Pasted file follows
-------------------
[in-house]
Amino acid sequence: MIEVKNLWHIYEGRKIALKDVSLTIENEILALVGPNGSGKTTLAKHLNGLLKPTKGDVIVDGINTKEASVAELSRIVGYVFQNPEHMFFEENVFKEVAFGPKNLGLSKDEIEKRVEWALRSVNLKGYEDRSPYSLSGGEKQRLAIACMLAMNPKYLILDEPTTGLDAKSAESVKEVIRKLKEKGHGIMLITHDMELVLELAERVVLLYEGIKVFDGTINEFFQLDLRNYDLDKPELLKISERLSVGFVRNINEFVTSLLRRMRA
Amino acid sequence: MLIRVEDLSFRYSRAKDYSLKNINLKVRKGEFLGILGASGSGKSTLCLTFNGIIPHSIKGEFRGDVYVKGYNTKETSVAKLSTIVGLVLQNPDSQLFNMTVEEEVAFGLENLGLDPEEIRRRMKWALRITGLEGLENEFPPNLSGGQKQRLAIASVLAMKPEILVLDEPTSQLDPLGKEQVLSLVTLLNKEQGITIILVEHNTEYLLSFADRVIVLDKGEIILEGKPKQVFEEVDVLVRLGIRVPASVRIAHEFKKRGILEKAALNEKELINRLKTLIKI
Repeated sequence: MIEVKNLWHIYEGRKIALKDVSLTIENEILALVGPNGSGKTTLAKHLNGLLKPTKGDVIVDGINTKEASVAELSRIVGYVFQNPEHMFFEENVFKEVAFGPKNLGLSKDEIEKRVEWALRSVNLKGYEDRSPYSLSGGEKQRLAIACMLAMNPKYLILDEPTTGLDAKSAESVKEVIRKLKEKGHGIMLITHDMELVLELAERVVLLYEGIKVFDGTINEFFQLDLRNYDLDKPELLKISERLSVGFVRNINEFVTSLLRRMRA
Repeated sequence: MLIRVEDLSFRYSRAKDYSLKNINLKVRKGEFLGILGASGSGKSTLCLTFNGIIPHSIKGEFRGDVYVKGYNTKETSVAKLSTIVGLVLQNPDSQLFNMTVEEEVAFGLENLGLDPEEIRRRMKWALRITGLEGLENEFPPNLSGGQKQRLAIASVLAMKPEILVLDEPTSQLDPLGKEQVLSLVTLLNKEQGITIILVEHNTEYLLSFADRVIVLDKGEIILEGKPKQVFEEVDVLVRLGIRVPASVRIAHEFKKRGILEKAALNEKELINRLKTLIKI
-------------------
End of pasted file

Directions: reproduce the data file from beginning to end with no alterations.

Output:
[in-house]
Amino acid sequence: MIEVKNLWHIYEGRKIALKDVSLTIENEILALVGPNGSGKTTLAKHLNGLLKPTKGDVIVDGINTKEASVAELSRIVGYVFQNPEHMFFEENVFKEVAFGPKNLGLSKDEIEKRVEWALRSVNLKGYEDRSPYSLSGGEKQRLAIACMLAMNPKYLILDEPTTGLDAKSAESVKEVIRKLKEKGHGIMLITHDMELVLELAERVVLLYEGIKVFDGTINEFFQLDLRNYDLDKPELLKISERLSVGFVRNINEFVTSLLRRMRA
Amino acid sequence: MLIRVEDLSFRYSRAKDYSLKNINLKVRKGEFLGILGASGSGKSTLCLTFNGIIPHSIKGEFRGDVYVKGYNTKETSVAKLSTIVGLVLQNPDSQLFNMTVEEEVAFGLENLGLDPEEIRRRMKWALRITGLEGLENEFPPNLSGGQKQRLAIASVLAMKPEILVLDEPTSQLDPLGKEQVLSLVTLLNKEQGITIILVEHNTEYLLSFADRVIVLDKGEIILEGKPKQVFEEVDVLVRLGIRVPASVRIAHEFKKRGILEKAALNEKELINRLKTLIKI
Repeated sequence: MIEVKNLWHIYEGRKIALKDVSLTIENEILALVGPNGSGKTTLAKHLNGLLKPTKGDVIVDGINTKEASVAELSRIVGYVFQNPEHMFFEENVFKEVAFGPKNLGLSKDEIEKRVEWALRSVNLKGYEDRSPYSLSGGEKQRLAIACMLAMNPKYLILDEPTTGLDAKSAESVKEVIRKLKEKGHGIMLITHDMELVLELAERVVLLYEGIKVFDGTINEFFQLDLRNYDLDKPELLKISERLSVGFVRNINEFVTSLLRRMRA
Repeated sequence: MLIRVEDLSFRYSRAKDYSLKNINLKVRKGEFLGILGASGSGKSTLCLTFNGIIPHSIKGEFRGDVYVKGYNTKETSVAKLSTIVGLVLQNPDSQLFNMTVEEEVAFGLENLGLDPEEIRRRMKWALRITGLEGLENEFPPNLSGGQKQRLAIASVLAMKPEILVLDEPTSQLDPLGKEQVLSLVTLLNKEQGITIILVEHNTEYLLSFADRVIVLDKGEIILEGKPKQVFEEVDVLVRLGIRVPASVRIAHEFKKRGILEKAALNEKELINRLKTLIKI